The US Securities and Exchange Commission has agreed a minor modernisation, this week announcing a change to the rule requiring a three-day settlement for securities transactions. While endorsing the reduction from three days to two, Commissioner Kara Stein held open the door to even faster settlements, saying;

“I have asked the staff to study not only the changes resulting from a movement to a T+2 settlement cycle, but also to consider further improvements”

SEC Chair Michael Piwowar said,

“As technology improves, new products emerge, and trading volumes grow, it is increasingly obvious that the outdated T+3 settlement cycle is no longer serving the best interests of the American people”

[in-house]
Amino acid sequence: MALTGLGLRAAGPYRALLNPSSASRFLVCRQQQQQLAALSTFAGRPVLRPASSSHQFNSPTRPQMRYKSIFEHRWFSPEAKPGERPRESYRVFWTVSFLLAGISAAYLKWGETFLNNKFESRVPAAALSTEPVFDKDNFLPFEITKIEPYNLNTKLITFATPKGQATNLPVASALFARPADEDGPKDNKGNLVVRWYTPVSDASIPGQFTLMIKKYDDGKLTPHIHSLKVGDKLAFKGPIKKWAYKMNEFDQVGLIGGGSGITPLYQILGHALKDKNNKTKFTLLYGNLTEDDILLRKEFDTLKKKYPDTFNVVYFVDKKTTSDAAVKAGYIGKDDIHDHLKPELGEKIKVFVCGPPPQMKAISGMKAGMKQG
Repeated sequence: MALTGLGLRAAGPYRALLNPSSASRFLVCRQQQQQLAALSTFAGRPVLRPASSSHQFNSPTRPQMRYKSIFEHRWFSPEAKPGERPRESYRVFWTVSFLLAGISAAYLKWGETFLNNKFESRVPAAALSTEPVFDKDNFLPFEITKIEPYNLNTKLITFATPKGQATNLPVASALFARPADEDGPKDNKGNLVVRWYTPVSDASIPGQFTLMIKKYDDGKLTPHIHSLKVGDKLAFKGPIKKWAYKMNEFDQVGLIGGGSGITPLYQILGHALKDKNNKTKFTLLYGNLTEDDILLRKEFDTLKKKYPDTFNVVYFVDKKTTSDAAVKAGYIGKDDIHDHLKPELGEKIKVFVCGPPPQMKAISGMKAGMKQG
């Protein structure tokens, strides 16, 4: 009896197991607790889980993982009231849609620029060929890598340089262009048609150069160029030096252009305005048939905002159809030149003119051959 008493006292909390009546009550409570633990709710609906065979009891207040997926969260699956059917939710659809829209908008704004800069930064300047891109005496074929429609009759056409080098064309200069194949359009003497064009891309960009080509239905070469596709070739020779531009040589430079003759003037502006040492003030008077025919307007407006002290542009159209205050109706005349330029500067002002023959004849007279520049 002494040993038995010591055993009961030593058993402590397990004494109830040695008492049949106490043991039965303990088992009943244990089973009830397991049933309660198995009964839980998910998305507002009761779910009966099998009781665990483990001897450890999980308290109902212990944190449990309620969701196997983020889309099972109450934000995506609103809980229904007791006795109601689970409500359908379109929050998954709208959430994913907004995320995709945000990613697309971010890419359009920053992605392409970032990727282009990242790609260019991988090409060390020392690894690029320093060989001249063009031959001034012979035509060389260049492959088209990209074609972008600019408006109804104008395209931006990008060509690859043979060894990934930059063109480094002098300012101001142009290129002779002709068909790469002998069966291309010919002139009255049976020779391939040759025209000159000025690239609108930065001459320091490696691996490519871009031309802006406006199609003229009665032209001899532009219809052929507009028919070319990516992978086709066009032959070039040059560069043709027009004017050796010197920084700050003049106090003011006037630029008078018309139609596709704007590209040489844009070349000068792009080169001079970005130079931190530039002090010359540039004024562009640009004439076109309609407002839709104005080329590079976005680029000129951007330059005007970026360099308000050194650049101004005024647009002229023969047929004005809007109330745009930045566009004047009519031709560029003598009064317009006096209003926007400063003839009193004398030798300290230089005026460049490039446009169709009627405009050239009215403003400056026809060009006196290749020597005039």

Meanwhile, a mile away down Pennsylvania Avenue, lobbyists at the US Capitol are concerned that they’re not going to get the overhaul of the Dodd-Frank Act they were promised by the incoming Trump administration.

Enacted in 2010 in response to the banking collapse of 2008, Dodd-Frank is detested by financial sector institutions. It requires high levels of oversight and transparency, strict capital requirements and mostly bans proprietary trading.

While banks feel they’ve worn the post-collapse “hair shirt” for long enough, signals have been sent to lobbyists that they will have to wait behind controversial healthcare reforms, controversial Muslim bans, controversial wall building, controversial budget passing and controversial appointee nominations.

How the US financial sector will change and in what timescale is anyone’s guess.

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